|Why we love it: Victoria’s Secret’s large and varied product range is the perfect use case for guided selling, stepping in to glean requirements and preferences in order to cherry-pick the most suitable products, while remaining simple and easy. Simplifying a complex process and delivering highly relevant products.|
Well, well, well. Lookie here. Sephora’s beauty insider profile is a genuine class A example of guided selling at its best: delivering product suggestions based on a simple understanding of customer needs.
The tool asks customers to select a range of characteristics, such as skincare concerns, hair colour and hair concerns.
Et voila. Sephora presents some ‘personalised picks’ direct from the experts. Twinned with great copy and powerful imagery, why wouldn’t you click buy?
Sephora also uses the opportunity to collect information and to target future content to its beauty-hunters, based on ther preferences. A nice way of turning discovery into action!
|Why we love it: Sephora delivers very targeted products direct from the experts, humanising the purchase decision journey and wooing the curious shopper, with a witty tone of voice and strong product imagery.|
As discussed in a previous post exploring quizzes in ecommerce, Topshop’s style quiz stands out as another great example of guided selling.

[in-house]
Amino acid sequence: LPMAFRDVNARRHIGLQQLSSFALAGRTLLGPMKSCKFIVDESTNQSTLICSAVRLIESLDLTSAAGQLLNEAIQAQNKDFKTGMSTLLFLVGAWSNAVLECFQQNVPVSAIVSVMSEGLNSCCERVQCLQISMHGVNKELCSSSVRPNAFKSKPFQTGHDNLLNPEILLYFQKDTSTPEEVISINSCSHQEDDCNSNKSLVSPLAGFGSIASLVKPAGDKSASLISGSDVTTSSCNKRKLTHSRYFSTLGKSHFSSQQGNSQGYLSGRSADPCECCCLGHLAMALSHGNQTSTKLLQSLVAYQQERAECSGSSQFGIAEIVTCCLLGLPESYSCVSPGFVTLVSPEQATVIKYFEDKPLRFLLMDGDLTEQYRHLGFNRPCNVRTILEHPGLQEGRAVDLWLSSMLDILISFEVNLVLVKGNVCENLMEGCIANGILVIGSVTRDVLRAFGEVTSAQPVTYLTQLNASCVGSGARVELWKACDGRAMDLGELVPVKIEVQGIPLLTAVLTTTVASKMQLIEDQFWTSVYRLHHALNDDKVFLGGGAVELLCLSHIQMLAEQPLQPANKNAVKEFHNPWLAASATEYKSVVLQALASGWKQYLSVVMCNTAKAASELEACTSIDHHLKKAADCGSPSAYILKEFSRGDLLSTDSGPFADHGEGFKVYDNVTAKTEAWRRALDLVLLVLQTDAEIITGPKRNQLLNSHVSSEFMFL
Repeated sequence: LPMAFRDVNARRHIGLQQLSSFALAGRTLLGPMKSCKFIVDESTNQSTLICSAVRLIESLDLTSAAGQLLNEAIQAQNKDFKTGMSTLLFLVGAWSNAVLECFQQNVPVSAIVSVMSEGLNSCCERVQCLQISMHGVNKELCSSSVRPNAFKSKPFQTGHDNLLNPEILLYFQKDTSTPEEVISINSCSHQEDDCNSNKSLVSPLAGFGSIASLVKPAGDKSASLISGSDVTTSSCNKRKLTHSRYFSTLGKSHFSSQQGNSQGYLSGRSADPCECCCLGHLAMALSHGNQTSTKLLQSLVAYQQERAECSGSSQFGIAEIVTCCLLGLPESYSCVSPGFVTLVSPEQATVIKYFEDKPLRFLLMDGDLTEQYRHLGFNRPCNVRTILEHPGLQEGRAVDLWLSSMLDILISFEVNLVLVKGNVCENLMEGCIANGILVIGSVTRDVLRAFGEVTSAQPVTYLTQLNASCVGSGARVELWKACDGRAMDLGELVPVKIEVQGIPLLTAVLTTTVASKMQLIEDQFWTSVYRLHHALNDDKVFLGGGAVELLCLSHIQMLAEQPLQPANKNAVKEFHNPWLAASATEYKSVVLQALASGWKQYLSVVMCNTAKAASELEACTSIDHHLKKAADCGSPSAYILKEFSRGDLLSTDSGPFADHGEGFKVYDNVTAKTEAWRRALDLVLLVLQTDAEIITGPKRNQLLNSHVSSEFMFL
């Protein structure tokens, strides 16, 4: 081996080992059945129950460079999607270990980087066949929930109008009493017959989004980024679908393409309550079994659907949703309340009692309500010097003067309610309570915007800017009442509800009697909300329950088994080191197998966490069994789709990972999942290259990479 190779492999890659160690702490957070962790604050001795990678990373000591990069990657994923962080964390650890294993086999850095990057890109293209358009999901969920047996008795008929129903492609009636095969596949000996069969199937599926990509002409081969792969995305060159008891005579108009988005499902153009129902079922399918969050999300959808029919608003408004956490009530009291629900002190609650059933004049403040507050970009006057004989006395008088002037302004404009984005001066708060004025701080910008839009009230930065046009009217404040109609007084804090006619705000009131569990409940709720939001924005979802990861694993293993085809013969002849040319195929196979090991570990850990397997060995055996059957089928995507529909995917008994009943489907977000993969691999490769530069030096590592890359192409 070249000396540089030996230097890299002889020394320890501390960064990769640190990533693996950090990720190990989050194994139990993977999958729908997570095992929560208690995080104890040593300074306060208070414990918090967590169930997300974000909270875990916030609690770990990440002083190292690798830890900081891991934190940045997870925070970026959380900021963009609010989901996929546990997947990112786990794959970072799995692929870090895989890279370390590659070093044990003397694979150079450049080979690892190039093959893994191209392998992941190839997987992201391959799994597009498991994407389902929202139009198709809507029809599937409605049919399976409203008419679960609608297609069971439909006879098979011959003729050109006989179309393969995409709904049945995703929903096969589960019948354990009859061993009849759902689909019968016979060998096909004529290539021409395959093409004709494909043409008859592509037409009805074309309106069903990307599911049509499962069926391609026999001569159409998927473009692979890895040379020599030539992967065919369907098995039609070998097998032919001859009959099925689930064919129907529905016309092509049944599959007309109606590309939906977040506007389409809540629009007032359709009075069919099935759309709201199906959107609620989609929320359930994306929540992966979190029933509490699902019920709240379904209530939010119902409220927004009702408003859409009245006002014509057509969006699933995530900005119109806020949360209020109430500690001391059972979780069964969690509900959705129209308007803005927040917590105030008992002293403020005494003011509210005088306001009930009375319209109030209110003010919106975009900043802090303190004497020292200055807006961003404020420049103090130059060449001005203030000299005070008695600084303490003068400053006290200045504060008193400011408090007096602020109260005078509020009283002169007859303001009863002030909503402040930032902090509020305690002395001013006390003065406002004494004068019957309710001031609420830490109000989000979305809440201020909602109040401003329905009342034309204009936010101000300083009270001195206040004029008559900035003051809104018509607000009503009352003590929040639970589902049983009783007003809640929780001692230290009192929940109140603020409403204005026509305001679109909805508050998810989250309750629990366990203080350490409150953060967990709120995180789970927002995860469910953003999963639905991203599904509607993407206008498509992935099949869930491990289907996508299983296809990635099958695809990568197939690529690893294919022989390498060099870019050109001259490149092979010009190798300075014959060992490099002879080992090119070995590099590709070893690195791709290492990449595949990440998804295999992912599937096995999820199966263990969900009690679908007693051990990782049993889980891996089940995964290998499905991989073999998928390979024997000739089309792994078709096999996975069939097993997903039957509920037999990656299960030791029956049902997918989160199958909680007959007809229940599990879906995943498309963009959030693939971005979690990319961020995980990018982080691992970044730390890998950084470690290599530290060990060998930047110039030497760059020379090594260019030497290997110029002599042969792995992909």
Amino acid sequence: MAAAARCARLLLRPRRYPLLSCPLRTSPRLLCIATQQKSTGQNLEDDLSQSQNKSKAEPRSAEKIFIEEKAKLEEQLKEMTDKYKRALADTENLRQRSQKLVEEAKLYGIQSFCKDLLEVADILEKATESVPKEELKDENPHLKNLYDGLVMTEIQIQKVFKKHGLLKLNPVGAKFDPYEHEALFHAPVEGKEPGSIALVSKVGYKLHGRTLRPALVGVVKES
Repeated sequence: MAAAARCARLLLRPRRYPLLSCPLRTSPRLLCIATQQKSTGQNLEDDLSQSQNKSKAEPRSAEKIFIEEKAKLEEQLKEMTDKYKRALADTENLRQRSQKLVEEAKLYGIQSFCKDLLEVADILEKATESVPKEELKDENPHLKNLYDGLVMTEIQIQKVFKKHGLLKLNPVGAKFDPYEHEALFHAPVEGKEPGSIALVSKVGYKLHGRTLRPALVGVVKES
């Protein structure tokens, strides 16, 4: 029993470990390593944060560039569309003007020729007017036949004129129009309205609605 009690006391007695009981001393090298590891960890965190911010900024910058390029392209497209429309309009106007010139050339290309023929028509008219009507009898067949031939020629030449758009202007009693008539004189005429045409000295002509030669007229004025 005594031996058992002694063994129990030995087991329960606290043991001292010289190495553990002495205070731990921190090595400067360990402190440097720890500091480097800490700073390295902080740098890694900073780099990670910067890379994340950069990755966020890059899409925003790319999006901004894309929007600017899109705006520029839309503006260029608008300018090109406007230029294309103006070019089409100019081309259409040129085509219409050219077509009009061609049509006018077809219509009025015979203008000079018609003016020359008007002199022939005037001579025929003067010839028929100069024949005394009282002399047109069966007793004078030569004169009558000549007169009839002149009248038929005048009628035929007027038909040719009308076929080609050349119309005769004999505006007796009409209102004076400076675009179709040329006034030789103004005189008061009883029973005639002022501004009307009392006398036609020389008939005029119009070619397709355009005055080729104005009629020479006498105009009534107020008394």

The style quiz delivers a great wardrobe based on preference data collected during the quiz, presenting items in a catalogue style to make their product offering more shoppable and relevant to individual users.
Topshop’s style quiz also uses the opportunity to use the information gleaned during its quiz for future marketing, delivering personalised content to its users email inboxes based on the user’s style personality.
|Why we love it: Topshop’s guided selling tool doesn’t just guide, it integrates data into Topshop’s email marketing strategy, using preferences to target future communications with highly personalised content.|
Guided selling systems have an important part to play in making the online user experience more interactive and product presentations more exciting.
Rich media content and interactivity can support the experience, adding charm to the UX that will keep people returning.
Guided selling should help shoppers make relatively complex buying decisions irrespective of whether the product itself is complex. However, it can have a part to play in demystifying products that have a complex proposition, an example represented in the aforementioned Android example.
While the widely used search methods of text search and category navigation are irreplaceable components of every large website, suited to search-oriented use cases, guided selling can offer that added flare, actively guiding users through the search process while showing off products in an entertaining way.
“In a world of infinite choice, context – not content – is king.” – Chris Anderson.
Put a dog and a cake alone in a room and count the seconds until two become one.
Likewise, place a relevant product in front of a curious shopper and watch temptation click buy.
Guided selling could help your business. But retailers should weigh the time it takes to set up and integrate a solution against resources and goals, while considering whether the product range justifies the effort.